Sunday photoblogging: bike

by Chris Bertram on January 25, 2015



Lee A. Arnold 01.25.15 at 12:24 pm

What happens if you crop to the center of the third wheel?


Donald A. Coffin 01.25.15 at 7:07 pm

Biggest damn veggies I’ve ever seen…must be in Alaska…I really like this. A lot of people would not have realized how good a picture this would make.


Peter Hovde 01.25.15 at 7:22 pm

Appropriately colored, too.


ifthethunderdontgetya™³²®© 01.26.15 at 4:47 am

One of those turnips should last a few weeks, I reckon.


bad Jim 01.26.15 at 7:19 am

Nightmare in green and purple, or, still life with rutabagas and three-speed women’s bike.


ZM 01.26.15 at 7:29 am

Surely you mean : Three-Speed Women’s Bicycle and Rutabagas in a Landscape? ;)

Are rutabagas really just turnips?


anon 01.26.15 at 4:09 pm

ZM – Rutabaga is American for Swede. These are just regular turnips.


bad Jim 01.27.15 at 5:52 am

Nature morte is more like what I had in mind, garish bike contrasted with even more garish and rather less than scrumptious veggies.


ZM 01.27.15 at 6:30 am

I wasn’t really quarrelling with your description Bad Jim, I just couldn’t resist the opportunity for a joke – Farm Implements and Rutabagas in a Landscape is the name of a sestina about Popeye. I never looked up what rutabagas were before, so at least now I know what they are.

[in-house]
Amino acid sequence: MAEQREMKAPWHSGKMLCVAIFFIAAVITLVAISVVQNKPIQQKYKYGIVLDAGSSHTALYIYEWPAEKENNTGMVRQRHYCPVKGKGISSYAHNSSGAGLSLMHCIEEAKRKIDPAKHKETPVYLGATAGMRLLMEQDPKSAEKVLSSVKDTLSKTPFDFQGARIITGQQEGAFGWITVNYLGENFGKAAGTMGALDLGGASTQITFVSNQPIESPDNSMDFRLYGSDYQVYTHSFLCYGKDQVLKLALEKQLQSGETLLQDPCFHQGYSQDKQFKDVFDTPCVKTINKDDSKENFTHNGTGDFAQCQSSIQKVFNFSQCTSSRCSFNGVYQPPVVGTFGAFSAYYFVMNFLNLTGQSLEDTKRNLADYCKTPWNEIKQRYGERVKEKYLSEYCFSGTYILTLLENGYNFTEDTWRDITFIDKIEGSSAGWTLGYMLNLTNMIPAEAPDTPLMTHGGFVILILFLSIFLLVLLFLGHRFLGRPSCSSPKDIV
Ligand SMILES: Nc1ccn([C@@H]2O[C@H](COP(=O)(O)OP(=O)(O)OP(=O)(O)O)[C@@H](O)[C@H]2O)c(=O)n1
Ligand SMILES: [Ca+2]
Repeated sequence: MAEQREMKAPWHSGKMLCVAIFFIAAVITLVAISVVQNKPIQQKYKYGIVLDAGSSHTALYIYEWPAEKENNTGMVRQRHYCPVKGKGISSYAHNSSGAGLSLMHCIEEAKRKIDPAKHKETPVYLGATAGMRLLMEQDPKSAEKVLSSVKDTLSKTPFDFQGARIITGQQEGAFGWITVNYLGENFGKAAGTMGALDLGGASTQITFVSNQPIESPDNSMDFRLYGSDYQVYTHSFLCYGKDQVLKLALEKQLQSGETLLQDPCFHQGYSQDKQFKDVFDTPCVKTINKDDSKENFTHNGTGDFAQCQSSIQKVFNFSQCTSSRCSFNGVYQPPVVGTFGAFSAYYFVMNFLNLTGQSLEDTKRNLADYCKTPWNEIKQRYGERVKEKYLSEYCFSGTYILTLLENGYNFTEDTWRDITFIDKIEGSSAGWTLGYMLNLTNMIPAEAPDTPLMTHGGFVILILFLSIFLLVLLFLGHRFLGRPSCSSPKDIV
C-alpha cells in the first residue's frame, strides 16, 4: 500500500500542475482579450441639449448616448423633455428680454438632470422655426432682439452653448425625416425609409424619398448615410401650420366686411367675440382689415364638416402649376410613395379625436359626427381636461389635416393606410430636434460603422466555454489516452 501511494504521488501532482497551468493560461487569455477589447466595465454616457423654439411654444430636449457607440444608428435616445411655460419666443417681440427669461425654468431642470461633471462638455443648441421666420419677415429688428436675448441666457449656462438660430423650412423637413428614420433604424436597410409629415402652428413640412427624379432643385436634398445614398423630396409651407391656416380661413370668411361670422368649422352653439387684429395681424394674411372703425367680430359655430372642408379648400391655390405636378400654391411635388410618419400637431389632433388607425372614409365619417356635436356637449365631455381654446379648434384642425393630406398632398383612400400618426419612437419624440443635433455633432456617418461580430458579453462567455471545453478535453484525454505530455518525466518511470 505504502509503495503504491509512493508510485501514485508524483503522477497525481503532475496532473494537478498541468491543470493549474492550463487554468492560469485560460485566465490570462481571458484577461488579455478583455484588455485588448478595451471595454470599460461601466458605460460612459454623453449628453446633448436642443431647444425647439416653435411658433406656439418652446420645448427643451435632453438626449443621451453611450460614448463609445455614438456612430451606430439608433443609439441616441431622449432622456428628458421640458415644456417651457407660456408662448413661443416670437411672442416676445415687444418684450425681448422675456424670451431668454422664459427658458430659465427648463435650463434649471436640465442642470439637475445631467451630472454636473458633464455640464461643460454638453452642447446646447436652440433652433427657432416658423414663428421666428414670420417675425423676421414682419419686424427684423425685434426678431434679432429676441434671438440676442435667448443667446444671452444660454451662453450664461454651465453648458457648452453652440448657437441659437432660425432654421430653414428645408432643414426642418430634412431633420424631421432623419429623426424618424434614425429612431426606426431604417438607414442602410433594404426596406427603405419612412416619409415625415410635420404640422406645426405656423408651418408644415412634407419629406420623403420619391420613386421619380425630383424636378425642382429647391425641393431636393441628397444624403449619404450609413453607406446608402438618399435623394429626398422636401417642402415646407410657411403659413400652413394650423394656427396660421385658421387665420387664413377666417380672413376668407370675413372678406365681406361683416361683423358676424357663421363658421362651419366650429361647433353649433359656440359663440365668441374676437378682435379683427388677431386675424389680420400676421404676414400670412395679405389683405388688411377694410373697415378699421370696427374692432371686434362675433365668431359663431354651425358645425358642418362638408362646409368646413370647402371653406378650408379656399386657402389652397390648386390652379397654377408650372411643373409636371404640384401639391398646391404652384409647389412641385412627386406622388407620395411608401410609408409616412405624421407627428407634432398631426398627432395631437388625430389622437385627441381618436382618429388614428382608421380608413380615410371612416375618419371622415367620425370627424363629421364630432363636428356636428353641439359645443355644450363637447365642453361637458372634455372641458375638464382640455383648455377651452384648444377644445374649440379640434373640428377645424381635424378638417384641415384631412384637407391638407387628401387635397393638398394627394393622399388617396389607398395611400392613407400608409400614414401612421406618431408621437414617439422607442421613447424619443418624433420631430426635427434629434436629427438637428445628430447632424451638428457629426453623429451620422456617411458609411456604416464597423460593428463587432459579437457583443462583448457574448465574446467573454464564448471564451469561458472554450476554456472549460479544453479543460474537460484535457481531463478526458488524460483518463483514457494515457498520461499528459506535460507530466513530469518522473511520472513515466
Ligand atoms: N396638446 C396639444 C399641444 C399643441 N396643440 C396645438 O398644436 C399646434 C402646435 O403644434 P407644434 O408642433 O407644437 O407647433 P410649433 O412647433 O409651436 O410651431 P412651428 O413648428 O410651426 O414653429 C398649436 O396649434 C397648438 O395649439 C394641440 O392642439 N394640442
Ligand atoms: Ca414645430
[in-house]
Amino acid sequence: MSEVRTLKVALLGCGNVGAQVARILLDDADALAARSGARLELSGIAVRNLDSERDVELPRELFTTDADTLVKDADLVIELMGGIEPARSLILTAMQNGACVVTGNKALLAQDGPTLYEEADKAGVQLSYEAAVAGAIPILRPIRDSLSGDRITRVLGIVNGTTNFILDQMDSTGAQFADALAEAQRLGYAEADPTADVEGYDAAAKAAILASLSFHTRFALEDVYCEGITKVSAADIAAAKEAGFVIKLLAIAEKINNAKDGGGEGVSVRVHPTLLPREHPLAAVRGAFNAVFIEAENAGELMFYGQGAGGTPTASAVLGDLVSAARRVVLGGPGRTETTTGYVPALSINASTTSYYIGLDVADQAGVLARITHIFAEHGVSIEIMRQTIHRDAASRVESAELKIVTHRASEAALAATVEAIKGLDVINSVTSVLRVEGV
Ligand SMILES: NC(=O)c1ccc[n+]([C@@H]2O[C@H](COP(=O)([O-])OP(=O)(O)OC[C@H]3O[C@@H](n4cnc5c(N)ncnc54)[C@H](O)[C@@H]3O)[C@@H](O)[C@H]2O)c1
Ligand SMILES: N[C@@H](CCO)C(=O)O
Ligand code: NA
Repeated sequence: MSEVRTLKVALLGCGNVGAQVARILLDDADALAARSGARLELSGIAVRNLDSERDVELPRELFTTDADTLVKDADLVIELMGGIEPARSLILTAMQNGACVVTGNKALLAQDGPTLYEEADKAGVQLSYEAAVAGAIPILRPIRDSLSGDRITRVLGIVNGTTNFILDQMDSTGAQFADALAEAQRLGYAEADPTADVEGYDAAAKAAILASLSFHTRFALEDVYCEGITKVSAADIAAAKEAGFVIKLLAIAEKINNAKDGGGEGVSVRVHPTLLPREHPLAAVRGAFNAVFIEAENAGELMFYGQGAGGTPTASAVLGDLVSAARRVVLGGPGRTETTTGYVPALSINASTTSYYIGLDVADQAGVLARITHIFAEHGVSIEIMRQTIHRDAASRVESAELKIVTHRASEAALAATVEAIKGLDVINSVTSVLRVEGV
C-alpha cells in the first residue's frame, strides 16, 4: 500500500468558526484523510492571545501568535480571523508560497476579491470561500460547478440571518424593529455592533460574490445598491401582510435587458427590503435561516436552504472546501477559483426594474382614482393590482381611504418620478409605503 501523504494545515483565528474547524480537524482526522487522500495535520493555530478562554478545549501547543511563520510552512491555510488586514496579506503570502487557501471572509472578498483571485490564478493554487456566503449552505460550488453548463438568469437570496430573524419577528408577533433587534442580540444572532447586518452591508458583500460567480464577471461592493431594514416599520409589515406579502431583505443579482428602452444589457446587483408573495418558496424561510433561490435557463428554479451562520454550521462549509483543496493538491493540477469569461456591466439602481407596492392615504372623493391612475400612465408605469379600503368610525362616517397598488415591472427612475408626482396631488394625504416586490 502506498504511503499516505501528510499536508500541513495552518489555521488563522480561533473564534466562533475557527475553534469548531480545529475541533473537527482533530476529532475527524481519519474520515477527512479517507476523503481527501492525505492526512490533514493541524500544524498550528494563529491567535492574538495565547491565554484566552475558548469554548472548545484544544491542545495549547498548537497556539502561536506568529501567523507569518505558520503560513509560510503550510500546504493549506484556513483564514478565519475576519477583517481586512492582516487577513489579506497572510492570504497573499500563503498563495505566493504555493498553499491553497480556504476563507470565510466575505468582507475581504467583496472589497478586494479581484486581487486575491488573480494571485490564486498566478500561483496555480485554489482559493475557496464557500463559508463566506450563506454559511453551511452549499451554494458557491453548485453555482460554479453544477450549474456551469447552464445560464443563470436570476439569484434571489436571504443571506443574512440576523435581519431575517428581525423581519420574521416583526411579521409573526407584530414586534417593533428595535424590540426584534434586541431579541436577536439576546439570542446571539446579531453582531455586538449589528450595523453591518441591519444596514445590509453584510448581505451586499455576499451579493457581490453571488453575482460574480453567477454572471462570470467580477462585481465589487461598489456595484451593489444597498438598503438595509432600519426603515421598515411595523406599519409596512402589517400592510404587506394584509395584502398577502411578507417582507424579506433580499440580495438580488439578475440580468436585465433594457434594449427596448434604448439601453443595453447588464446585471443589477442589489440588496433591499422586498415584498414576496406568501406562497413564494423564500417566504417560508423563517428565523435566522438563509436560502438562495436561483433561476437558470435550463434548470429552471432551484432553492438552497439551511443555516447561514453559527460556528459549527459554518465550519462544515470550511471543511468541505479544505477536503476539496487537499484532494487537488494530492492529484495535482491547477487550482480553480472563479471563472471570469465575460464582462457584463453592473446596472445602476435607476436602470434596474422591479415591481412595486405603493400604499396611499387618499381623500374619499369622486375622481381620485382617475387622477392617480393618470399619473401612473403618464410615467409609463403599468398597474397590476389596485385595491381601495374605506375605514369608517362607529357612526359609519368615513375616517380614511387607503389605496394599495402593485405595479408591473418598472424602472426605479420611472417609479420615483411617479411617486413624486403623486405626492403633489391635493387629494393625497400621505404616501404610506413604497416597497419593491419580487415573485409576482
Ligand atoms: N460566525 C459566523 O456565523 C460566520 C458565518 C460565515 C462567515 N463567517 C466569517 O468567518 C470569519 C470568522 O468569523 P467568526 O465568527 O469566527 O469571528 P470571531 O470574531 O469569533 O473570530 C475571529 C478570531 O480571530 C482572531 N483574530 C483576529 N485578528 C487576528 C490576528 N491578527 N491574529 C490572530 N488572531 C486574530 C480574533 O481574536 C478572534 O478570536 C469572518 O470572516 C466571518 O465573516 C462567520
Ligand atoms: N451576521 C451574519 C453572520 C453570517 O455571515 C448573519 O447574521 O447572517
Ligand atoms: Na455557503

bad Jim 01.27.15 at 9:52 am

ZM: to be candid, I was struggling for a rhyme or some other silly word play on rutabaga, but the word itself is so inherently risible that, though some such might be possible, it would probably be unnecessary. Much thanks for the mention of the sestina. That made my day.


Bloix 01.27.15 at 8:23 pm

Rutabaga is originally the Swedish for swede. Rota bagge = ram root (i.e. animal feed). Rutabaga is amusing, true, but it’s not as funny as neep.


Chris Bertram 01.28.15 at 9:25 am

That’s interesting, Bloix. When I was visiting the GDR in 1984, there were no fresh vegetables on sale in the shops (though there were lots of allotments). When we went to the zoo, however, there were vast piles of turnips. We mentioned this to our hosts, who went away to get the German-English dictionary, which translated “turnip” as “Tierfutter”.

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